Thailand’s English language proficiency drops to “very low”

Thailand’s English Language Proficiency Drops To “very Low”
Sign in a grocery store in Bangkok

As every expat knows and foreign visitors are soon to realise, Thais are not the brightest bulbs in the chandelier when it comes to speaking English. And is has become worse over the past three years, the EF English Proficiency Index, a ranking of 100 countries and regions by English skills compiled by Switzerland-based education company EF Education First, shows.

This year, Thailand dropped to a “very low” English proficiency to 74th out of the 100 nations, from 64th out of 88 countries in 2018 and 53rd out of 80 countries in 2017, both times with a ”low proficiency” score.

With that result, Thailand has the third-lowest score of Southeast Asian countries, ahead only of Myanmar and Cambodia, and ranks 17th out of 25 surveyed Asian countries. Singapore ranked first in Southeast Asia, followed by the Philippines, Malaysia, Vietnam and Indonesia.

The report notes that in countries such as Thailand which are highly reliant on tourism, a lack of English skills is hampering access to jobs in the industry, which – in Thailand’s case – contributes by around 18 per cent to the country’s GDP. With English as the de-facto international language, tourists may choose a competing destination where it is easier to get by with English. Therefore, schools need to do a better job teaching English to all students, the study recommends.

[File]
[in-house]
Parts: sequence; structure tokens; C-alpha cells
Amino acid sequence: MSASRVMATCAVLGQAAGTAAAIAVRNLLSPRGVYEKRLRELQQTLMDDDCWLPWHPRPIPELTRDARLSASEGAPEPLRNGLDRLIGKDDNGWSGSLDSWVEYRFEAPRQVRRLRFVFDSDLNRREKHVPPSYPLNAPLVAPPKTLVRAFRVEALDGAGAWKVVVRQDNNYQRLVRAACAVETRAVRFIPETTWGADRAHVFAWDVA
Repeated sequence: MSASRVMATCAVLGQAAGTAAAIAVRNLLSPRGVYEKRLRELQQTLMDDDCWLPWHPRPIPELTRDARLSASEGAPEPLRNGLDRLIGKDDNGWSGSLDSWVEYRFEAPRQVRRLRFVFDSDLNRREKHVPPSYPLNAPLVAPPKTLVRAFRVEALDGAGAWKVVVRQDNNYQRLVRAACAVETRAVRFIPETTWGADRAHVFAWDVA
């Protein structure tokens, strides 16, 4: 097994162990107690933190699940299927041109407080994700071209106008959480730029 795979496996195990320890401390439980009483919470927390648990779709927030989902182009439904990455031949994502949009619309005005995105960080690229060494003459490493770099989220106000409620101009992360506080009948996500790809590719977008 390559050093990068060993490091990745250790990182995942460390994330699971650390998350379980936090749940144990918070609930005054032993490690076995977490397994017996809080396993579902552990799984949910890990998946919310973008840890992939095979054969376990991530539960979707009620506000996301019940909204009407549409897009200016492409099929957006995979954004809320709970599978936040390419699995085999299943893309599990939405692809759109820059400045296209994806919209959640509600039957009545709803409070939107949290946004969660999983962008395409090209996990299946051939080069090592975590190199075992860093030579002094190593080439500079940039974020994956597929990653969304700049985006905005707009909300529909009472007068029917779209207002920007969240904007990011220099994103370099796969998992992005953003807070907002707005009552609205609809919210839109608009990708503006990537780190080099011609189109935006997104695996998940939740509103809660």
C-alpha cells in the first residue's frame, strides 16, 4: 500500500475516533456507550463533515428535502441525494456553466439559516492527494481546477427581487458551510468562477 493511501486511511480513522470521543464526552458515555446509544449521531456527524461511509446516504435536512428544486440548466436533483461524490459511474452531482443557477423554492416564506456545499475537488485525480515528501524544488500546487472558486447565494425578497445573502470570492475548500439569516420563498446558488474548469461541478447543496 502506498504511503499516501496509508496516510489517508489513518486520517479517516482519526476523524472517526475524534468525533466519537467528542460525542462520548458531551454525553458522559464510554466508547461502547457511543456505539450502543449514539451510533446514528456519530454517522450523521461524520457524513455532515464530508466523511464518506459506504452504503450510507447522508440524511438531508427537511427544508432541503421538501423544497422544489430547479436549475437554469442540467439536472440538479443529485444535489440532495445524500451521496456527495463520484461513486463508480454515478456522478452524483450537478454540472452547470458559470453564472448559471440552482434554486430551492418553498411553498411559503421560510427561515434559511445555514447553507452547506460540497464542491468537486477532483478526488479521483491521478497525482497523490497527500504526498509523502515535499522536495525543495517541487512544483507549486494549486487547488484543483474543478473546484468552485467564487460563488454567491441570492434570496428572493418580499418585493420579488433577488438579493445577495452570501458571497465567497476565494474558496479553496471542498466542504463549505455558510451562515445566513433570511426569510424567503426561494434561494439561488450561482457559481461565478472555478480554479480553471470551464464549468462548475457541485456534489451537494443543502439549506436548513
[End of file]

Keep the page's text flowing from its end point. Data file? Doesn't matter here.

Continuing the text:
It also found a correlation between English capabilities and labour productivity. Where English proficiency is low, so is productivity in which Thailand also ranks “very low.” Analysts warn that without a higher level of English language skills, most Thai employees will not be able to compete with the same employees in Vietnam, Malaysia, the Philippines and Singapore, and this would continue to hold the country back.

The low level of English proficiency in Thailand has been related to a lack of qualified teachers and learning material in schools and even universities and the focus on rote learning and grammar instead of conversations and discussions. More generally, there is also a mindset in Thailand passed on over generations that the outside world is of secondary importance and thus many don’t have an interest or incentive to learn a foreign language at all. Low salaries for qualified education personnel are another reason, as well as the absence of a strategy by the education ministry to adequately address the issue.

The English Proficiency Index is based on an analysis of 2.3 million people in 100 countries who took English tests administered by EF Education First. The report found English proficiency to be improving worldwide, however, in Asia it has remained stagnant the past five years.

Thailand’s English Language Proficiency Drops To “very Low”